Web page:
Do you give an offer letter or an employment contract or both, when you hire someone in your company? Do you use different templates based on the position you are hiring? Do you issue a conditional offer letter? The practice of using offer letters and employment contracts is different in each country. Please make sure to know what is binding in your country so you are compliant. This is an important document employers refer to from time to time. Misunderstandings or ambiguity can be costly for an employers.
In some cases, we say offer letters and employment contracts interchangeably. In some companies, one combined document is used to make it easier administratively. However, these are two distinct documents. Offer letters are less detailed than an employment contract.
An offer letter is a communication to extend a job offer to a new hire candidate. If accepted, then the candidate joins the organization in the new role. In some companies, offers are extended verbally and then followed by an employment contract.
Offer letters will consist of many different details about the position. These details are vital for the candidate to know and decide whether to accept the job offer. For example, it is common to include the person’s job title, schedule, job duties, reporting manager, salary, vacation time, and other benefits.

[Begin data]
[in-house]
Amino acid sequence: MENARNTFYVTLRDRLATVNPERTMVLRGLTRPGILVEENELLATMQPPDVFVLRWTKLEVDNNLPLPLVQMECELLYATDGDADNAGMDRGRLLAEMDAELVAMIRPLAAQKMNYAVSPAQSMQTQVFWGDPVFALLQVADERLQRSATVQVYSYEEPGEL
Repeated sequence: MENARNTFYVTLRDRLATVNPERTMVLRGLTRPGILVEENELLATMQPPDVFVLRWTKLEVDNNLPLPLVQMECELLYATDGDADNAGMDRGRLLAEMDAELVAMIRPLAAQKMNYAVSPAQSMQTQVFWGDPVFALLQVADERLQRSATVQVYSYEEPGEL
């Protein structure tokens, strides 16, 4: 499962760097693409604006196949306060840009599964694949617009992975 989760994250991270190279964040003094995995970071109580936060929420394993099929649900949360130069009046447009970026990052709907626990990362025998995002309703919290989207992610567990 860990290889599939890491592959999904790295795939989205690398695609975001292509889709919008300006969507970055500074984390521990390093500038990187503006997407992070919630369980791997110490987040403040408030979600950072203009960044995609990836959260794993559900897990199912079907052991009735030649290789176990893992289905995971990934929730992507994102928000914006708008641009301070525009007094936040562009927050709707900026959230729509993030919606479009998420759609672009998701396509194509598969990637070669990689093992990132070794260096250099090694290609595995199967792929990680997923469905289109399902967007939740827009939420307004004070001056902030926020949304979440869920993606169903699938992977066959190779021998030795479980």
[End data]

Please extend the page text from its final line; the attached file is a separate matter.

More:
Of course, employers can also include other information as well. In some offer letters, employers mention various compliance policies. It depends on the position or the industry. The primary purpose of the offer letter is to give candidates a basic understanding of the position.
Many employers issue a conditional offer. The job offer is contingent upon clearing a drug & alcohol test or a successful criminal record check.
It is important to remember that an offer letter can be a binding employment agreement in certain circumstances. If you are giving the candidate only an offer letter to sign or the offer letter is given before the employment contract, then the offer letter can be a binding document.
An employment contract describes the terms and conditions of a person’s employment in detail. It lists down the conditions of employment.
Some employers use these contracts for specific roles only. Such as in some companies these might be used for salaried positions or for leadership or people manager or key roles. In such cases, an employment contract may specify conditions of employment termination.
Understanding the difference between offer letters and employment contracts is important. It is best to have one document instead of two and to include all relevant employment clauses in one document. However, if you prefer to keep the two separate, it is recommended to send both documents at the same time to the offered candidate to sign.
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